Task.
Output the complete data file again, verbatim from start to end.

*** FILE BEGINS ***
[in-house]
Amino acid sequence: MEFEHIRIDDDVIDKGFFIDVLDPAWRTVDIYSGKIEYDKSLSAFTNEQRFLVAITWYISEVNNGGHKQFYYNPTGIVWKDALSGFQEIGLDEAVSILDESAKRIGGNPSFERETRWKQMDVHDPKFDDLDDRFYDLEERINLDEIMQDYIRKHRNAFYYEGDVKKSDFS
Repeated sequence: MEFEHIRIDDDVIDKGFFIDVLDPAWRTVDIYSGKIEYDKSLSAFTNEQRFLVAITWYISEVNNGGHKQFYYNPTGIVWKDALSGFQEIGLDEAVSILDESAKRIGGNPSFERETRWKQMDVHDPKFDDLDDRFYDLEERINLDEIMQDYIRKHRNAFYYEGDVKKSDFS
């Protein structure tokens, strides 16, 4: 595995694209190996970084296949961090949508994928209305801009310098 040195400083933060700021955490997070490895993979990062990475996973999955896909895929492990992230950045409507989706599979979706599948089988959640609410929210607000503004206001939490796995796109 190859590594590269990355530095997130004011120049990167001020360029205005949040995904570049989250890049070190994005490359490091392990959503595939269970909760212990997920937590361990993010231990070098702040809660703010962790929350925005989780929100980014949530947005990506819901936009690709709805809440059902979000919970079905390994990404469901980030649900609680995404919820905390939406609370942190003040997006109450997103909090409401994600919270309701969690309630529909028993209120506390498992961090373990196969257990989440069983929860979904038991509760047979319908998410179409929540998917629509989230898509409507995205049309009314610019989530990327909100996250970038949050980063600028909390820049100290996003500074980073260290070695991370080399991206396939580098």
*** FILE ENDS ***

[in-house]
Amino acid sequence: MEFEHIRIDDDVIDKGFFIDVLDPAWRTVDIYSGKIEYDKSLSAFTNEQRFLVAITWYISEVNNGGHKQFYYNPTGIVWKDALSGFQEIGLDEAVSILDESAKRIGGNPSFERETRWKQMDVHDPKFDDLDDRFYDLEERINLDEIMQDYIRKHRNAFYYEGDVKKSDFS
Repeated sequence: MEFEHIRIDDDVIDKGFFIDVLDPAWRTVDIYSGKIEYDKSLSAFTNEQRFLVAITWYISEVNNGGHKQFYYNPTGIVWKDALSGFQEIGLDEAVSILDESAKRIGGNPSFERETRWKQMDVHDPKFDDLDDRFYDLEERINLDEIMQDYIRKHRNAFYYEGDVKKSDFS
């Protein structure tokens, strides 16, 4: 595995694209190996970084296949961090949508994928209305801009310098 040195400083933060700021955490997070490895993979990062990475996973999955896909895929492990992230950045409507989706599979979706599948089988959640609410929210607000503004206001939490796995796109 190859590594590269990355530095997130004011120049990167001020360029205005949040995904570049989250890049070190994005490359490091392990959503595939269970909760212990997920937590361990993010231990070098702040809660703010962790929350925005989780929100980014949530947005990506819901936009690709709805809440059902979000919970079905390994990404469901980030649900609680995404919820905390939406609370942190003040997006109450997103909090409401994600919270309701969690309630529909028993209120506390498992961090373990196969257990989440069983929860979904038991509760047979319908998410179409929540998917629509989230898509409507995205049309009314610019989530990327909100996250970038949050980063600028909390820049100290996003500074980073260290070695991370080399991206396939580098």